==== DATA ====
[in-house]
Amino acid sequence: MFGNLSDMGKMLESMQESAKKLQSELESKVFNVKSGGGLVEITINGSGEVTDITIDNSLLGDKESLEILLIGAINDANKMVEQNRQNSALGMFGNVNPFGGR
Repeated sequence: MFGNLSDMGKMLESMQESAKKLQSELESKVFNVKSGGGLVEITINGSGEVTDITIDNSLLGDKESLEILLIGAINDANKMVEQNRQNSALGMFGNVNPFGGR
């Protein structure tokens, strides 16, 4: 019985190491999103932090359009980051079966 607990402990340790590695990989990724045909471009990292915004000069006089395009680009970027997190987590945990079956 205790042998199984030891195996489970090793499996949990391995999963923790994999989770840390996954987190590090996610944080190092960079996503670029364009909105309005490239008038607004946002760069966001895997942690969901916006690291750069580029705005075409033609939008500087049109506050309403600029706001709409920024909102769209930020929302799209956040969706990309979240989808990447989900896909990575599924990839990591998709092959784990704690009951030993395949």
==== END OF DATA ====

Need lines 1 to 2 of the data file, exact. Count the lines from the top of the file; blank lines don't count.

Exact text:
[in-house]
Amino acid sequence: MFGNLSDMGKMLESMQESAKKLQSELESKVFNVKSGGGLVEITINGSGEVTDITIDNSLLGDKESLEILLIGAINDANKMVEQNRQNSALGMFGNVNPFGGR